for to . Since are the zeros of , of which is a multiple, . Examining the syndrome values thus isolates the error vector so we can begin to solve for it.
If there is no error, for all . If the syndromes are all zero, then the decoding is done.
Calculate the error location polynomial
If there are nonzero syndromes, then there are errors. The decoder needs to figure out how many errors and the location of those errors.
If there is a single error, write this as , where is the location of the error and is its magnitude. Then the first two syndromes are
so together they allow us to calculate and provide some information about (completely determining it in the case of ReedSolomon codes).
If there are two or more errors,
It is not immediately obvious how to begin solving the resulting syndromes for the unknowns and . Two popular algorithms for this task are:
Peterson–Gorenstein–Zierler algorithm
Peterson's algorithm is the step 2 of the generalized BCH decoding procedure. We use Peterson's algorithm to calculate the error locator polynomial coefficients of a polynomial
Now the procedure of the Peterson–Gorenstein–Zierler algorithm^{[6]} for a given BCH code designed to correct errors is
 First generate the matrix of 2t syndromes
 Next generate the matrix with elements that are syndrome values
 Generate a vector with elements
 Let denote the unknown polynomial coefficients, which are given by
 Form the matrix equation
 If the determinant of matrix exists, then we can actually find an inverse of this matrix and solve for the values of unknown values.
 If , then follow
if then declare an empty error locator polynomial stop Peterson procedure. end set continue from the beginning of Peterson's decoding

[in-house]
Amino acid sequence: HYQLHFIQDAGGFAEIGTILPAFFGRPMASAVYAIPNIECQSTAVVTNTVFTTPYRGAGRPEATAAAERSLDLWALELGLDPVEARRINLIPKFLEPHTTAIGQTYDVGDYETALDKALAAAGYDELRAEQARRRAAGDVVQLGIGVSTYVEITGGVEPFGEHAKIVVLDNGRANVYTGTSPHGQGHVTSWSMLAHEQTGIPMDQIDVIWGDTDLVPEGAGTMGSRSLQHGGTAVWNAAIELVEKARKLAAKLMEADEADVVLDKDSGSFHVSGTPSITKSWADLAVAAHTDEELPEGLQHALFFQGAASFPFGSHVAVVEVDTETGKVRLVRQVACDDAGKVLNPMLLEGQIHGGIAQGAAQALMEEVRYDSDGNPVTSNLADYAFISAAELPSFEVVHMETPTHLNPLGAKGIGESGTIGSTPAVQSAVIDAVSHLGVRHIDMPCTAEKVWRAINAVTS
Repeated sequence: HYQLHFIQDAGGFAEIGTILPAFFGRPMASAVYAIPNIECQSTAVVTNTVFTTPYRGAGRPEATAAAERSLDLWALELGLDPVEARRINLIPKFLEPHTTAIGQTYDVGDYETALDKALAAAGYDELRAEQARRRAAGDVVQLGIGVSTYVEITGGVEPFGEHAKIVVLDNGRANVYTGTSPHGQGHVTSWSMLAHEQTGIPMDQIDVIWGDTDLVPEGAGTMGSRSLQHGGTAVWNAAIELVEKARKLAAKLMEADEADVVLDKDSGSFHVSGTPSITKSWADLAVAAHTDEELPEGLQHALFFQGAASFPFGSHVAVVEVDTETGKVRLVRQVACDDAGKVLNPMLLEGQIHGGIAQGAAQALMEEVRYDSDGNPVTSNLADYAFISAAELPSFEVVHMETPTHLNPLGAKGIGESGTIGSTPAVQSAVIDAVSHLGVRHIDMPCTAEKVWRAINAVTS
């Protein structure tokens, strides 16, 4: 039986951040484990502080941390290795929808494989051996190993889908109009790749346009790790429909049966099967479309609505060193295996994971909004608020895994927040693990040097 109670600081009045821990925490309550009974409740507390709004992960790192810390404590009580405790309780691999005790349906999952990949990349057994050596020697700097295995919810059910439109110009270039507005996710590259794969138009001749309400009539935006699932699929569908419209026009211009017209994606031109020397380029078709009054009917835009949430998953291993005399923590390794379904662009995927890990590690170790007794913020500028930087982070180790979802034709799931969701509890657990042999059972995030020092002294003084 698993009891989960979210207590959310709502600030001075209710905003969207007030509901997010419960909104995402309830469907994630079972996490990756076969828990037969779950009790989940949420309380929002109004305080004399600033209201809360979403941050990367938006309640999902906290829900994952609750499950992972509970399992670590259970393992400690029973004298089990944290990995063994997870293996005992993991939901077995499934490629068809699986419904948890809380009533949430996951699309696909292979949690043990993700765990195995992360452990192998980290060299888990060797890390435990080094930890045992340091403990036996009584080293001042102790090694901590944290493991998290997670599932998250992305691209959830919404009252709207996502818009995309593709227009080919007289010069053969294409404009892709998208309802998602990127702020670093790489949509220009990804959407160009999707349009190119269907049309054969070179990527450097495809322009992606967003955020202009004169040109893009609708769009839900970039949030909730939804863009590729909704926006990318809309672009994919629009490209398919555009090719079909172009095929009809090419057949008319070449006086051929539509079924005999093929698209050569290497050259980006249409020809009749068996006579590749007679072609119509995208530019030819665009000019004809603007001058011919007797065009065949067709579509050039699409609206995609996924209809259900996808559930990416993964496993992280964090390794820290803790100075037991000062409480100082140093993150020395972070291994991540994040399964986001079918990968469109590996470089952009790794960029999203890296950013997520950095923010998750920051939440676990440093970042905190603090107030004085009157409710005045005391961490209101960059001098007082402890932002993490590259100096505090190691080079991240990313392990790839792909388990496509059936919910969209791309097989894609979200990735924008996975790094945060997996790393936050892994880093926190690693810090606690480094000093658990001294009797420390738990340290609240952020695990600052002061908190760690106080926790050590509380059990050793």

After you have values of you have with you the error locator polynomial.
 Stop Peterson procedure.
Factor error locator polynomial
Now that you have the polynomial, you can find its roots in the form using the Chien search algorithm. The exponential powers of the primitive element will yield the positions where errors occur in the received word; hence the name 'error locator' polynomial.
The zeros of Λ(x) are X_{1}^{1}, ... , X_{ν}^{1}. The zeros are the reciprocals of the error locations .
Calculate error values
Once the error locations are known, the next step is to determine the error values at those locations. The error values are then used to correct the received values at those locations to recover the original codeword.
For the case of binary BCH, this is trivial; just flip the bits for the received word at these positions, and we have the corrected code word. In the more general case, the error weights can be determined by solving the linear system
 . . .
However, there is a more efficient method known as the Forney algorithm, which is based on Lagrange interpolation. First calculate the error evaluator polynomial^{[7]}
Then evaluate the error values:^{[7]}
For narrowsense BCH codes, c = 1, so the expression simplifies to:
Λ'(x) is the formal derivative of the error locator polynomical Λ(x):^{[7]}